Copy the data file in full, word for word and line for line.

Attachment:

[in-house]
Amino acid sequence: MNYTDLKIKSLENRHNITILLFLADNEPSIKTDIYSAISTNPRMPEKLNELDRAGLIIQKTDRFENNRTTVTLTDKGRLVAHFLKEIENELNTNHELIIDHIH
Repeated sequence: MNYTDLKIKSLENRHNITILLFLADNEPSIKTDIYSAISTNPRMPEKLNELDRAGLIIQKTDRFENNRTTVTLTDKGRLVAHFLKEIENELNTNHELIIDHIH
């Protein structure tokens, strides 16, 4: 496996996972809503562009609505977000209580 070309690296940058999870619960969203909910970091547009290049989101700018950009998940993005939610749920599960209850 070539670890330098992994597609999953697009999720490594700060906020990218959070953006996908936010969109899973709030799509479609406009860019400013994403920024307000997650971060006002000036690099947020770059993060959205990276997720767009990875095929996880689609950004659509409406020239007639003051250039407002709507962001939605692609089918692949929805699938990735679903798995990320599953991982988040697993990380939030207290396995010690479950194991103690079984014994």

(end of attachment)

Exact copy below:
[in-house]
Amino acid sequence: MNYTDLKIKSLENRHNITILLFLADNEPSIKTDIYSAISTNPRMPEKLNELDRAGLIIQKTDRFENNRTTVTLTDKGRLVAHFLKEIENELNTNHELIIDHIH
Repeated sequence: MNYTDLKIKSLENRHNITILLFLADNEPSIKTDIYSAISTNPRMPEKLNELDRAGLIIQKTDRFENNRTTVTLTDKGRLVAHFLKEIENELNTNHELIIDHIH
């Protein structure tokens, strides 16, 4: 496996996972809503562009609505977000209580 070309690296940058999870619960969203909910970091547009290049989101700018950009998940993005939610749920599960209850 070539670890330098992994597609999953697009999720490594700060906020990218959070953006996908936010969109899973709030799509479609406009860019400013994403920024307000997650971060006002000036690099947020770059993060959205990276997720767009990875095929996880689609950004659509409406020239007639003051250039407002709507962001939605692609089918692949929805699938990735679903798995990320599953991982988040697993990380939030207290396995010690479950194991103690079984014994």